Subvert Trust Controls
Adversaries may undermine security controls that will either warn users of untrusted activity or prevent execution of untrusted programs. Operating systems and security products may contain mechanisms to identify programs or websites as possessing some level of trust. Examples of such features would include a program being allowed to run because it is signed by a valid code signing certificate, a program prompting the user with a warning because it has an attribute set from being downloaded from the Internet, or getting an indication that you are about to connect to an untrusted site.
Adversaries may attempt to subvert these trust mechanisms. The method adversaries use will depend on the specific mechanism they seek to subvert. Adversaries may conduct File and Directory Permissions Modification or Modify Registry in support of subverting these controls. Adversaries may also create or steal code signing certificates to acquire trust on target systems.
System settings can prevent applications from running that haven't been downloaded through the Apple Store (or other legitimate repositories) which can help mitigate some of these issues. Also enable application control solutions such as AppLocker and/or Device Guard to block the loading of malicious content.
|Operating System Configuration||
Windows Group Policy can be used to manage root certificates and the
|Restrict Registry Permissions||
Ensure proper permissions are set for Registry hives to prevent users from modifying keys related to SIP and trust provider components. Components may still be able to be hijacked to suitable functions already present on disk if malicious modifications to Registry keys are not prevented.
HTTP Public Key Pinning (HPKP) is one method to mitigate potential man-in-the-middle situations where and adversary uses a mis-issued or fraudulent certificate to intercept encrypted communications by enforcing use of an expected certificate. 
Collect and analyze signing certificate metadata on software that executes within the environment to look for unusual certificate characteristics and outliers. Periodically baseline registered SIPs and trust providers (Registry entries and files on disk), specifically looking for new, modified, or non-Microsoft entries.  A system's root certificates are unlikely to change frequently. Monitor new certificates installed on a system that could be due to malicious activity.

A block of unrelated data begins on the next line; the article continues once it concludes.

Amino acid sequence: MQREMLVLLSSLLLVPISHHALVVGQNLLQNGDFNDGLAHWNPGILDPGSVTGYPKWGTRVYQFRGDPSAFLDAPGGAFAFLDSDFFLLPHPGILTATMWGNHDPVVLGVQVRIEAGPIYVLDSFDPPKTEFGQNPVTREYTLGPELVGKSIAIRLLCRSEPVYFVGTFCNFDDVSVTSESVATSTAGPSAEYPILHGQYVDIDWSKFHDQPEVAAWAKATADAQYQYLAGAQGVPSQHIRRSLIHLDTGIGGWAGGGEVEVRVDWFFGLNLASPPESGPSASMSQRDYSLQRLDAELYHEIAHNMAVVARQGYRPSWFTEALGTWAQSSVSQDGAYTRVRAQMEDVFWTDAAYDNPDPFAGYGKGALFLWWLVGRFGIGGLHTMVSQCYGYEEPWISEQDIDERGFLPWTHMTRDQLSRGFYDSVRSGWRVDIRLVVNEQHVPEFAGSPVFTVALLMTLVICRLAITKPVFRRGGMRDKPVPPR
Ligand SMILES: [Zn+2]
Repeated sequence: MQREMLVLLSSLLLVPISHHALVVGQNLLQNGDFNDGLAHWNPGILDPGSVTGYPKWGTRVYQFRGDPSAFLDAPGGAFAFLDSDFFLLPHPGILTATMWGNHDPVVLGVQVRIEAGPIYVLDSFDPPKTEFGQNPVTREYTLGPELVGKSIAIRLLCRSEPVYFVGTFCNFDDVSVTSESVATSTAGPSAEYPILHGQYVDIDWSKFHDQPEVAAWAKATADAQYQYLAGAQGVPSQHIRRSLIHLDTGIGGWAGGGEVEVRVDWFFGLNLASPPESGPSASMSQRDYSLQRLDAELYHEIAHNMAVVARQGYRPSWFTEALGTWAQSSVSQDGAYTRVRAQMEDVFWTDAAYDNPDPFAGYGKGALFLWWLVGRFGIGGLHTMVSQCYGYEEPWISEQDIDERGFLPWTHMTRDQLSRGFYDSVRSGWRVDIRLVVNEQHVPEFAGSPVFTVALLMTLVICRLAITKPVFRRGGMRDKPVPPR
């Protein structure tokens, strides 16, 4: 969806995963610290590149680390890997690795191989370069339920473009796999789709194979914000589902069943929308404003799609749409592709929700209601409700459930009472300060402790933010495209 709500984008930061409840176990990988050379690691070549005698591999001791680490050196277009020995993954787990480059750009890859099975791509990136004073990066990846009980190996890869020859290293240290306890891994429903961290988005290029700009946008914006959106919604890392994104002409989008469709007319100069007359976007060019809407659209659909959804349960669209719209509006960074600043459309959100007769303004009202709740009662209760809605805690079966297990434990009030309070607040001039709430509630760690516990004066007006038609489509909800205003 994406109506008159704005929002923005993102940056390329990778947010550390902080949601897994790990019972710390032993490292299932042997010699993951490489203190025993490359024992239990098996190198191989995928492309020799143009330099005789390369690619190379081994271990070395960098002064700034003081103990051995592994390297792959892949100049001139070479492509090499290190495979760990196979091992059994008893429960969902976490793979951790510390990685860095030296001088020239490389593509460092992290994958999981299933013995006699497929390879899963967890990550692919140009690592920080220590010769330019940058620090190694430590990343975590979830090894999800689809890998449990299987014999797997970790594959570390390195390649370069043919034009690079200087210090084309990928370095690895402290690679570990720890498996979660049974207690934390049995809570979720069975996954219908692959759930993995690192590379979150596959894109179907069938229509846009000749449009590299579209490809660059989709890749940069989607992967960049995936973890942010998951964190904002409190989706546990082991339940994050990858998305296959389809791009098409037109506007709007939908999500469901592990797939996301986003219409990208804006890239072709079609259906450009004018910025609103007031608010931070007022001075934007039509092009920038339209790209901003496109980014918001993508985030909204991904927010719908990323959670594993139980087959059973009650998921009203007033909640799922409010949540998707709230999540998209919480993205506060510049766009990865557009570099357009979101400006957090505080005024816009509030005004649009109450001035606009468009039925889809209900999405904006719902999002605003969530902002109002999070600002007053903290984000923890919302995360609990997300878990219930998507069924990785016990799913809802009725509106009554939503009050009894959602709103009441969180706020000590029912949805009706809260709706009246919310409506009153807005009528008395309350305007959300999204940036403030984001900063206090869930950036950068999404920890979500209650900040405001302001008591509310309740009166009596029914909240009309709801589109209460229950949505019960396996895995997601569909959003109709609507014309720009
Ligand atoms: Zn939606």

Analyze Autoruns data for oddities and anomalies, specifically malicious files attempting persistent execution by hiding within auto-starting locations. Autoruns will hide entries signed by Microsoft or Windows by default, so ensure "Hide Microsoft Entries" and "Hide Windows Entries" are both deselected.
Monitor and investigate attempts to modify extended file attributes with utilities such as
xattr. Built-in system utilities may generate high false positive alerts, so compare against baseline knowledge for how systems are typically used and correlate modification events with other indications of malicious activity where possible.
- Graeber, M. (2017, September). Subverting Trust in Windows. Retrieved January 31, 2018.
- Ladikov, A. (2015, January 29). Why You Shouldn’t Completely Trust Files Signed with Digital Certificates. Retrieved March 31, 2016.
- Shinotsuka, H. (2013, February 22). How Attackers Steal Private Keys from Digital Certificates. Retrieved March 31, 2016.